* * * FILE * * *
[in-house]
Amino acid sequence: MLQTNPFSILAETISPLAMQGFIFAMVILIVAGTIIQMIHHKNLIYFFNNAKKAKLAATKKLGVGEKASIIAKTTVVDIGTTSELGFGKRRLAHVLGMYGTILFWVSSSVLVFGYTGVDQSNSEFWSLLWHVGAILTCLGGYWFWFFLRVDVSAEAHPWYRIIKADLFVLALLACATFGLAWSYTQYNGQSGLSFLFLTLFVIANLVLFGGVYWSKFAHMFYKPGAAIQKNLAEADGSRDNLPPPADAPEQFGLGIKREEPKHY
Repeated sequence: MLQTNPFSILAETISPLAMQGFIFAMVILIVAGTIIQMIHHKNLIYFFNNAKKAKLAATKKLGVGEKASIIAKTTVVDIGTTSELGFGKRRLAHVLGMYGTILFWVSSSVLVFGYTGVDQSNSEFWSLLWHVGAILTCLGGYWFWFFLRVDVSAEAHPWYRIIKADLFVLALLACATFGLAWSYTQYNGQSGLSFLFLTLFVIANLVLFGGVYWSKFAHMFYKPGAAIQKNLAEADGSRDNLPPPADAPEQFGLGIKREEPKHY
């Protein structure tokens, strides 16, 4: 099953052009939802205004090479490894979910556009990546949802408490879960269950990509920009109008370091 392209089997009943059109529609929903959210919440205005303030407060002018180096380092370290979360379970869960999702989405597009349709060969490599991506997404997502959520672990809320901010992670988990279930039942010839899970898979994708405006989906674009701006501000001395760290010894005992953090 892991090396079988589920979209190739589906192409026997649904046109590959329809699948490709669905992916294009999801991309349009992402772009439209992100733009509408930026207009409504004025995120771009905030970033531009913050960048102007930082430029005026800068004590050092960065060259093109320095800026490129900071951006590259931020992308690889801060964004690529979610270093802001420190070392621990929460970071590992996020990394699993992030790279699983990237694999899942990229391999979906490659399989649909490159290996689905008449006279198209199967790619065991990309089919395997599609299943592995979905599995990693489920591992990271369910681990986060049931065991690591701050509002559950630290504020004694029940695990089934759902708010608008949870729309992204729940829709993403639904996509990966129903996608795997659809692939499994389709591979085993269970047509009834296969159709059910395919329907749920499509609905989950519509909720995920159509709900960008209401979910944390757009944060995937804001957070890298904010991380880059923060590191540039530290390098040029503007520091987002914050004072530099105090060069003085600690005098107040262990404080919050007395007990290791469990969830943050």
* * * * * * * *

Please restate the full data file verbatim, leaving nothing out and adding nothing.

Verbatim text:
[in-house]
Amino acid sequence: MLQTNPFSILAETISPLAMQGFIFAMVILIVAGTIIQMIHHKNLIYFFNNAKKAKLAATKKLGVGEKASIIAKTTVVDIGTTSELGFGKRRLAHVLGMYGTILFWVSSSVLVFGYTGVDQSNSEFWSLLWHVGAILTCLGGYWFWFFLRVDVSAEAHPWYRIIKADLFVLALLACATFGLAWSYTQYNGQSGLSFLFLTLFVIANLVLFGGVYWSKFAHMFYKPGAAIQKNLAEADGSRDNLPPPADAPEQFGLGIKREEPKHY
Repeated sequence: MLQTNPFSILAETISPLAMQGFIFAMVILIVAGTIIQMIHHKNLIYFFNNAKKAKLAATKKLGVGEKASIIAKTTVVDIGTTSELGFGKRRLAHVLGMYGTILFWVSSSVLVFGYTGVDQSNSEFWSLLWHVGAILTCLGGYWFWFFLRVDVSAEAHPWYRIIKADLFVLALLACATFGLAWSYTQYNGQSGLSFLFLTLFVIANLVLFGGVYWSKFAHMFYKPGAAIQKNLAEADGSRDNLPPPADAPEQFGLGIKREEPKHY
């Protein structure tokens, strides 16, 4: 099953052009939802205004090479490894979910556009990546949802408490879960269950990509920009109008370091 392209089997009943059109529609929903959210919440205005303030407060002018180096380092370290979360379970869960999702989405597009349709060969490599991506997404997502959520672990809320901010992670988990279930039942010839899970898979994708405006989906674009701006501000001395760290010894005992953090 892991090396079988589920979209190739589906192409026997649904046109590959329809699948490709669905992916294009999801991309349009992402772009439209992100733009509408930026207009409504004025995120771009905030970033531009913050960048102007930082430029005026800068004590050092960065060259093109320095800026490129900071951006590259931020992308690889801060964004690529979610270093802001420190070392621990929460970071590992996020990394699993992030790279699983990237694999899942990229391999979906490659399989649909490159290996689905008449006279198209199967790619065991990309089919395997599609299943592995979905599995990693489920591992990271369910681990986060049931065991690591701050509002559950630290504020004694029940695990089934759902708010608008949870729309992204729940829709993403639904996509990966129903996608795997659809692939499994389709591979085993269970047509009834296969159709059910395919329907749920499509609905989950519509909720995920159509709900960008209401979910944390757009944060995937804001957070890298904010991380880059923060590191540039530290390098040029503007520091987002914050004072530099105090060069003085600690005098107040262990404080919050007395007990290791469990969830943050």